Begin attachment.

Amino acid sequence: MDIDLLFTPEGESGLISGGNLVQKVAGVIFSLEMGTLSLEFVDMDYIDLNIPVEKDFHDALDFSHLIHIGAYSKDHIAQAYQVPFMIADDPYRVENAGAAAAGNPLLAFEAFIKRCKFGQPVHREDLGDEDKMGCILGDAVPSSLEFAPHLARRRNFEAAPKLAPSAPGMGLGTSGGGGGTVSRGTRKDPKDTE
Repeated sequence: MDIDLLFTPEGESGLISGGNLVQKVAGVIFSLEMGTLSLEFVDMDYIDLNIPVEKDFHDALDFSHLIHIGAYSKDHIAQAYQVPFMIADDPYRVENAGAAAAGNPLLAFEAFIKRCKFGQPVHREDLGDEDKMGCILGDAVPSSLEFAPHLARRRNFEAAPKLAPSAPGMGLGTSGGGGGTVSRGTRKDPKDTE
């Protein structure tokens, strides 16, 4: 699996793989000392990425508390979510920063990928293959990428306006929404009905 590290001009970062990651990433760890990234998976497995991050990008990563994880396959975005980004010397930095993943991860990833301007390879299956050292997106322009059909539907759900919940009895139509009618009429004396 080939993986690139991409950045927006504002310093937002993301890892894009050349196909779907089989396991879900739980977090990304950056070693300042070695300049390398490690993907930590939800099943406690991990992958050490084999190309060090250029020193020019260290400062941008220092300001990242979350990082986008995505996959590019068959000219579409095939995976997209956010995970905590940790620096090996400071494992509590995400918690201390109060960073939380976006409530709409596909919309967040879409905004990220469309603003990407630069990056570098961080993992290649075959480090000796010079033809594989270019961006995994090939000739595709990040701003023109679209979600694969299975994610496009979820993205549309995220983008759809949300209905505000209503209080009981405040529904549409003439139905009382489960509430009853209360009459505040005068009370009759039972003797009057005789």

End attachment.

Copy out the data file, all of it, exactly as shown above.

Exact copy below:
Amino acid sequence: MDIDLLFTPEGESGLISGGNLVQKVAGVIFSLEMGTLSLEFVDMDYIDLNIPVEKDFHDALDFSHLIHIGAYSKDHIAQAYQVPFMIADDPYRVENAGAAAAGNPLLAFEAFIKRCKFGQPVHREDLGDEDKMGCILGDAVPSSLEFAPHLARRRNFEAAPKLAPSAPGMGLGTSGGGGGTVSRGTRKDPKDTE
Repeated sequence: MDIDLLFTPEGESGLISGGNLVQKVAGVIFSLEMGTLSLEFVDMDYIDLNIPVEKDFHDALDFSHLIHIGAYSKDHIAQAYQVPFMIADDPYRVENAGAAAAGNPLLAFEAFIKRCKFGQPVHREDLGDEDKMGCILGDAVPSSLEFAPHLARRRNFEAAPKLAPSAPGMGLGTSGGGGGTVSRGTRKDPKDTE
């Protein structure tokens, strides 16, 4: 699996793989000392990425508390979510920063990928293959990428306006929404009905 590290001009970062990651990433760890990234998976497995991050990008990563994880396959975005980004010397930095993943991860990833301007390879299956050292997106322009059909539907759900919940009895139509009618009429004396 080939993986690139991409950045927006504002310093937002993301890892894009050349196909779907089989396991879900739980977090990304950056070693300042070695300049390398490690993907930590939800099943406690991990992958050490084999190309060090250029020193020019260290400062941008220092300001990242979350990082986008995505996959590019068959000219579409095939995976997209956010995970905590940790620096090996400071494992509590995400918690201390109060960073939380976006409530709409596909919309967040879409905004990220469309603003990407630069990056570098961080993992290649075959480090000796010079033809594989270019961006995994090939000739595709990040701003023109679209979600694969299975994610496009979820993205549309995220983008759809949300209905505000209503209080009981405040529904549409003439139905009382489960509430009853209360009459505040005068009370009759039972003797009057005789």